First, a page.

Last week the nation’s largest health insurers received a letter from the American Medical Association and 46 state medical societies that sharply criticized the accuracy and reliability of the cost-profiling mechanisms that many payers use to rate and tier physicians.
The physician groups called the profiling systems “Rube Goldbergesque,” evoking the complex, over-engineered machines that rely on chain reactions and intricate contraptions to accomplish what in the end is a simple task. Instead of simply pushing a button on toaster, a ball rolls down a ramp and hits a lever, which launches a spring, which hits a trigger, which releases a weight that falls and... pushes a button on a toaster.
For insurers, the simple task is to reward physicians for efficient and high-quality care. But the AMA and others not only think that the formulas for measuring efficiency are too complicated, they think the formulas don’t actually accomplish their goal very well--the bread isn’t getting toasted.
A series of studies from the RAND Corporation, for example, found that nearly one-quarter of physicians may be misclassified by a common cost-profiling system, and in some specialties the misclassification rate may be much higher.
Because insurers often encourage or incentivize patients to see high-tier physicians, the tiering system, if flawed, could have serious consequences, the AMA argues.
“Physicians’ reputations are being unfairly tarnished using unscientific methodologies and calculations,” the organization said in the letter. “Moreover, these inaccurate reports and erroneous physician assignments not only have the potential to harm patients and physicians, but they divert scarce resources from meaningful efforts to help physicians evaluate and address unwarranted variation in health care delivery.”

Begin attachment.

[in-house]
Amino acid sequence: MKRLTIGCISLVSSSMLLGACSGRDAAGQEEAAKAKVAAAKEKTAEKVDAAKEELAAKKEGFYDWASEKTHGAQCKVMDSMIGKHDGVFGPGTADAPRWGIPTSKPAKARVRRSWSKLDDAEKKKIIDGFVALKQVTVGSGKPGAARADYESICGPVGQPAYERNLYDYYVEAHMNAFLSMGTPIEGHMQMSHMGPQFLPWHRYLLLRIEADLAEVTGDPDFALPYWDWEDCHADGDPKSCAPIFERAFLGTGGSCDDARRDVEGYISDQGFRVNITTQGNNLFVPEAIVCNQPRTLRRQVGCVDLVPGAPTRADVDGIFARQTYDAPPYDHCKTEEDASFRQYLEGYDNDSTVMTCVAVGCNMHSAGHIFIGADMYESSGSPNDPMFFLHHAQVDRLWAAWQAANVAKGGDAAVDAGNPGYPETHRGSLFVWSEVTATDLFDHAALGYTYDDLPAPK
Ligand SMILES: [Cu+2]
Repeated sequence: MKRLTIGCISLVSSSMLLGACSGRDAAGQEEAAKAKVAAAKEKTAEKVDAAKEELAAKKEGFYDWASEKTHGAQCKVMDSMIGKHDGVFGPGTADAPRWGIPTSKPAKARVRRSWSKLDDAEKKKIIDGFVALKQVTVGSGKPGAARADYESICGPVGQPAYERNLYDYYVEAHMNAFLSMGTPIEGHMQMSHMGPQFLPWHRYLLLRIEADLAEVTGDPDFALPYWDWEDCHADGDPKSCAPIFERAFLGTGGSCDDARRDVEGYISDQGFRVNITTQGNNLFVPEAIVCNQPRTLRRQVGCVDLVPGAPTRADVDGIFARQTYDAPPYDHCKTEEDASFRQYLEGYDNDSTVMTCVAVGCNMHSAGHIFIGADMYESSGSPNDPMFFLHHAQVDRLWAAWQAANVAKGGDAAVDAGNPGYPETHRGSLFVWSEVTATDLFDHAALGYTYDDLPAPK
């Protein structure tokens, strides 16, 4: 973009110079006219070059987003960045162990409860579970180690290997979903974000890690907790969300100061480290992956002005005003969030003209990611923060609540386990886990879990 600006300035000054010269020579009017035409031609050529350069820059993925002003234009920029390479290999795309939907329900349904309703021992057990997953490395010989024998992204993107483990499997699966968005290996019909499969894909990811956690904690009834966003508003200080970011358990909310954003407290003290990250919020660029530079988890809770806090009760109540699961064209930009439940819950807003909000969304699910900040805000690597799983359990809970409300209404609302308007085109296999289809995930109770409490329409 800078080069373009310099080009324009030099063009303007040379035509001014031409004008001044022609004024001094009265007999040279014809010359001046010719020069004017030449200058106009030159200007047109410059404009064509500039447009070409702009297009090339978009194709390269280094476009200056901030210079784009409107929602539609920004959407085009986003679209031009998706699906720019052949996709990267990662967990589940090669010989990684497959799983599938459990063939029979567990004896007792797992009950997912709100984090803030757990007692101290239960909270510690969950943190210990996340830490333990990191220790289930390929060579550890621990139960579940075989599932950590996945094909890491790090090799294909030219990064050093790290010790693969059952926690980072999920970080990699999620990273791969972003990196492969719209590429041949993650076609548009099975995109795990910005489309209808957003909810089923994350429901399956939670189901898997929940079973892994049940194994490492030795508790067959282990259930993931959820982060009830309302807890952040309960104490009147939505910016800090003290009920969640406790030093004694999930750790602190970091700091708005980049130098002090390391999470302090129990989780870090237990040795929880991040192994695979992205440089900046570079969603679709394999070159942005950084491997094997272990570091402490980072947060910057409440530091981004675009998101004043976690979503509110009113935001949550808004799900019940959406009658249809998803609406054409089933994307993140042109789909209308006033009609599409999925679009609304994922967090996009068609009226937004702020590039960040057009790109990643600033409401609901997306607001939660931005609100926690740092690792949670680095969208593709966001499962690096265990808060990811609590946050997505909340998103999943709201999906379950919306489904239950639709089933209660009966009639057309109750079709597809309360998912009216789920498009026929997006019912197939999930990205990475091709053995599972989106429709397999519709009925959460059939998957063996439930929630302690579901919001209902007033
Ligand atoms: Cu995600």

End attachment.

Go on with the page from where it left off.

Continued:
But Karen Ignagni, president of AHIP, poked holes in the RAND studies, pointing out that they looked only at cost, whereas health plans also factor quality into rankings. “Quality, which includes patient satisfaction, is the most important factor used to create value-based networks for patients. Unfortunately, this research didn’t take this into account,” she said.
It’s an important distinction, because the ultimate goal for both payers and physicians shouldn’t be just cheaper healthcare, but higher value care. Our problem isn’t just that we pay more for healthcare than other industrialized nations; it’s that the extra spending isn’t translating into better care, according many major measures.
At least half-a-dozen healthcare leaders in the last few years have given me this simple definition: Value=Quality/Cost. The AMA and other physicians were really only addressing one variable in the equation when they attacked physician ranking systems based on the recent research. But their point about the complexity and transparency of the systems is still worth hearing.